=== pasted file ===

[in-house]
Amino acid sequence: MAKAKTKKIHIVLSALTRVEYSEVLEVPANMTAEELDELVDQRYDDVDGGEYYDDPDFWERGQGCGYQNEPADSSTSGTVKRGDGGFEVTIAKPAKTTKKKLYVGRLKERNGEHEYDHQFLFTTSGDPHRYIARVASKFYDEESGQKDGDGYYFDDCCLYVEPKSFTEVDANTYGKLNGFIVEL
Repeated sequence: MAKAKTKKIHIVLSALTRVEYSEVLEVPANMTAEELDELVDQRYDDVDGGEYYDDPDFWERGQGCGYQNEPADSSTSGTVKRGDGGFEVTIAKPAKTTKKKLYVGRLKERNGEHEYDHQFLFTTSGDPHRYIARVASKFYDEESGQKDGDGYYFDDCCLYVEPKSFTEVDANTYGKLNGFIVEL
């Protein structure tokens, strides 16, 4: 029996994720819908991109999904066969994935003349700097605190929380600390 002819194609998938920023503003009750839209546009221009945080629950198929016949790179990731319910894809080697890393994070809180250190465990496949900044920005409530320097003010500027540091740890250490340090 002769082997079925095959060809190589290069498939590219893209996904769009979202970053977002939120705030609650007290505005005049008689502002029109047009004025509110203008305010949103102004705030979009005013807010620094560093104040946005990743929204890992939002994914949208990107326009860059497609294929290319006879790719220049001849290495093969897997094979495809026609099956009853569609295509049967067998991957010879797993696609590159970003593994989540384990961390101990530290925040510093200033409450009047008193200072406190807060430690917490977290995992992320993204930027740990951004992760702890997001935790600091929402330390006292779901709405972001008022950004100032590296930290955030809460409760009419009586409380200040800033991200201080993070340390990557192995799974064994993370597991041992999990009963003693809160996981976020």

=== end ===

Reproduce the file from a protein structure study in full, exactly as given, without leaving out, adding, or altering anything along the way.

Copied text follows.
[in-house]
Amino acid sequence: MAKAKTKKIHIVLSALTRVEYSEVLEVPANMTAEELDELVDQRYDDVDGGEYYDDPDFWERGQGCGYQNEPADSSTSGTVKRGDGGFEVTIAKPAKTTKKKLYVGRLKERNGEHEYDHQFLFTTSGDPHRYIARVASKFYDEESGQKDGDGYYFDDCCLYVEPKSFTEVDANTYGKLNGFIVEL
Repeated sequence: MAKAKTKKIHIVLSALTRVEYSEVLEVPANMTAEELDELVDQRYDDVDGGEYYDDPDFWERGQGCGYQNEPADSSTSGTVKRGDGGFEVTIAKPAKTTKKKLYVGRLKERNGEHEYDHQFLFTTSGDPHRYIARVASKFYDEESGQKDGDGYYFDDCCLYVEPKSFTEVDANTYGKLNGFIVEL
């Protein structure tokens, strides 16, 4: 029996994720819908991109999904066969994935003349700097605190929380600390 002819194609998938920023503003009750839209546009221009945080629950198929016949790179990731319910894809080697890393994070809180250190465990496949900044920005409530320097003010500027540091740890250490340090 002769082997079925095959060809190589290069498939590219893209996904769009979202970053977002939120705030609650007290505005005049008689502002029109047009004025509110203008305010949103102004705030979009005013807010620094560093104040946005990743929204890992939002994914949208990107326009860059497609294929290319006879790719220049001849290495093969897997094979495809026609099956009853569609295509049967067998991957010879797993696609590159970003593994989540384990961390101990530290925040510093200033409450009047008193200072406190807060430690917490977290995992992320993204930027740990951004992760702890997001935790600091929402330390006292779901709405972001008022950004100032590296930290955030809460409760009419009586409380200040800033991200201080993070340390990557192995799974064994993370597991041992999990009963003693809160996981976020």